So direct mail and postcards aren’t extinct.
But here’s some advice I have for making it a profitable activity for you, and it truly applies to everything marketing you do:
Maintain a robust patient referral program and use word-of-mouth to supplement any external marketing.
If you aren’t properly asking for references or developing a robust referral system, your external marketing efforts will appear far too pricey.
Consider the following:
Assume you’re sending out postcards and keeping track of how many new patients phone in as a result. You figure that you spend $300 on each new patient. That’s a little pricey. Sure. (Believe it or not, it is lower than the national average for new patient acquisition through marketing.)
But then you bring in the new patient’s spouse as well. You just reduced the cost per new patient to $150.
Assume their two children also arrive. It is now $75 for each new patient.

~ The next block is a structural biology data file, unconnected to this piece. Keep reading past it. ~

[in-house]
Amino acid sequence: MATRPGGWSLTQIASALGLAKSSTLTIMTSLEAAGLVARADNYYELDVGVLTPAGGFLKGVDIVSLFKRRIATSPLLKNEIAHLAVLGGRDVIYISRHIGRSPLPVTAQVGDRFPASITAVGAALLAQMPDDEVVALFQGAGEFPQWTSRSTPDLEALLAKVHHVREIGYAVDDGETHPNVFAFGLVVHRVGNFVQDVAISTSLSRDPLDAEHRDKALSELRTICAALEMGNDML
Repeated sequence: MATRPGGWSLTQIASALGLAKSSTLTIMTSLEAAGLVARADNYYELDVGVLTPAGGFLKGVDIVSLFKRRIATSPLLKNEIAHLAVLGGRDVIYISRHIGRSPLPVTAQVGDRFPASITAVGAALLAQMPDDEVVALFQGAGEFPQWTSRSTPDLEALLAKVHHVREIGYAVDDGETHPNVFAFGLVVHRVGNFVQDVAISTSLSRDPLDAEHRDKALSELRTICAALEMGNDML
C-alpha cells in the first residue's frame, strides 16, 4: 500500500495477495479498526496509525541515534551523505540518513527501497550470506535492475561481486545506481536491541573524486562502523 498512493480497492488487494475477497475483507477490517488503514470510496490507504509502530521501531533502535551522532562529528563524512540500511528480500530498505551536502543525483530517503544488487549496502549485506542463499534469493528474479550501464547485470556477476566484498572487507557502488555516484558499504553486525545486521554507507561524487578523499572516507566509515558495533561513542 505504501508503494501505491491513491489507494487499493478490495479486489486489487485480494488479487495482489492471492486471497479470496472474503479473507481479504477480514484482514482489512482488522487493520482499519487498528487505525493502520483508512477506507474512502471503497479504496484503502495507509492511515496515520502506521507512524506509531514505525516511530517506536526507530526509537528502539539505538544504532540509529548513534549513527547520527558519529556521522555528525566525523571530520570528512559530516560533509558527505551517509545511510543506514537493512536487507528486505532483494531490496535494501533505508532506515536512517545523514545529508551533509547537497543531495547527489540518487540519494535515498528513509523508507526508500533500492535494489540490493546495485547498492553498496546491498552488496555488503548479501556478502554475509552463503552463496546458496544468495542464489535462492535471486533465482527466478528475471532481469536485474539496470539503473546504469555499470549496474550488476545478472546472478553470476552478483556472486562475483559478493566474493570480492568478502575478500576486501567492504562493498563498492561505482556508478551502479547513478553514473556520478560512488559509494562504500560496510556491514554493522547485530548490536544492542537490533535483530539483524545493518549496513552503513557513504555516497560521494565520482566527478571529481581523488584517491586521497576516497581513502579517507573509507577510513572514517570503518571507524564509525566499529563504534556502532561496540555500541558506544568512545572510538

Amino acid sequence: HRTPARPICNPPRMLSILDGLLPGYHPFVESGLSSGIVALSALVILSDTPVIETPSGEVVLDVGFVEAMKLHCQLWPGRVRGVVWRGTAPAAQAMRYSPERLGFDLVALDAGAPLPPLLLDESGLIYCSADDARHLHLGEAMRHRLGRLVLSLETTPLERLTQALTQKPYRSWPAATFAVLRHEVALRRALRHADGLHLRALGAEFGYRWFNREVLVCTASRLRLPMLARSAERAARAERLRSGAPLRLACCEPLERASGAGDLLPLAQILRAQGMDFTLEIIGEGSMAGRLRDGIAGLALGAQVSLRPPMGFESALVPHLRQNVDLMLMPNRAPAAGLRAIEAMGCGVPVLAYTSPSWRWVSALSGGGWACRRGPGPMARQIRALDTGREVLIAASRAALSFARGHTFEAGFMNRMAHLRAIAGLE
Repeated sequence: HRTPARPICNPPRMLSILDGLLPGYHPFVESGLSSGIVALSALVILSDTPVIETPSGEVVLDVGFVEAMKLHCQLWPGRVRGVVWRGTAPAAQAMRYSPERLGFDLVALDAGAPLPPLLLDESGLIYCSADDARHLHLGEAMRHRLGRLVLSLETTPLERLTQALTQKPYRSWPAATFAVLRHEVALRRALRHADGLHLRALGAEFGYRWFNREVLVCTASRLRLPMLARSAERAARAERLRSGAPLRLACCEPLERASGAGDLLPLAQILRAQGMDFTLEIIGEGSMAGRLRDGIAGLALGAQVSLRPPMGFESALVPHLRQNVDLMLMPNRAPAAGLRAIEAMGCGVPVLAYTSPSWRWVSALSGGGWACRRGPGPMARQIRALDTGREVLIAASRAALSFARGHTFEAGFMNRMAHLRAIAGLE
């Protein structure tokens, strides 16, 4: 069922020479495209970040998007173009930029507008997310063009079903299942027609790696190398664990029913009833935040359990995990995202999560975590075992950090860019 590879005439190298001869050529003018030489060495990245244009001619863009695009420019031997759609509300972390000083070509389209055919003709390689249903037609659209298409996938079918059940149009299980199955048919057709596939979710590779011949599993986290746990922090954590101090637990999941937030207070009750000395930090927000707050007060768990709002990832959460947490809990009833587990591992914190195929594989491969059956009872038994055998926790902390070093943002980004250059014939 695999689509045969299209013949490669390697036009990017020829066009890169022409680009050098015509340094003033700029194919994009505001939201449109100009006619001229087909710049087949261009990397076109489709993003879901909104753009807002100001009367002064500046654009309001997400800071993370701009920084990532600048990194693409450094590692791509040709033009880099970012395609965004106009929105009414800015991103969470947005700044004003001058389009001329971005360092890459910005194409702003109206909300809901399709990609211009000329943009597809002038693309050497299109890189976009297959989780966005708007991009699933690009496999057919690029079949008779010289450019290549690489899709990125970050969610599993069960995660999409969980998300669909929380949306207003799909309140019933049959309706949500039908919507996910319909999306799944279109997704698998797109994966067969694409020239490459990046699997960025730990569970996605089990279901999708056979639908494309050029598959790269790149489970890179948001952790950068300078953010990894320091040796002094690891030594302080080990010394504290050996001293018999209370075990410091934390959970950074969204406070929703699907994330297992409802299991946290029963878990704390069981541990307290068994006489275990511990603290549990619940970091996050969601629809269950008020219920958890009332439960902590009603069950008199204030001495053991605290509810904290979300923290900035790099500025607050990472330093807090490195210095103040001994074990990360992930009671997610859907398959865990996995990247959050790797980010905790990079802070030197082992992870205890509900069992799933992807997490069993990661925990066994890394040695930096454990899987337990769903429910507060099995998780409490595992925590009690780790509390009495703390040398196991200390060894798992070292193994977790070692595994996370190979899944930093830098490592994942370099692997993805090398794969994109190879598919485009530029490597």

A few months later, they refer two additional friends.
I’m sure you see where I’m heading with this.
Even poor and costly marketing might be useful in the long term if you are skilled at asking for referrals and have positive word-of-mouth.
Consider this when reviewing your practice’s marketing and determining whether or not to continue with it. “Geez, we’ve been sending out mail and we’re not getting enough phone calls from it,” dentists have said. It is not worth the money.” Then they stop sending out letters, and their new patient numbers vanish totally. They did not account for the indirect word-of-mouth and referrals generated by it.
This is not to advise you should send email if it isn’t working. In fact, many of our clients don’t send out mail at all, instead opting for internet advertising or other types of marketing but consider this before making any major judgments about the type of marketing you’re doing.
That concludes my examination of the most recent dental marketing developments in dental marketing. I hope this was helpful. I’ll keep you updated as things go.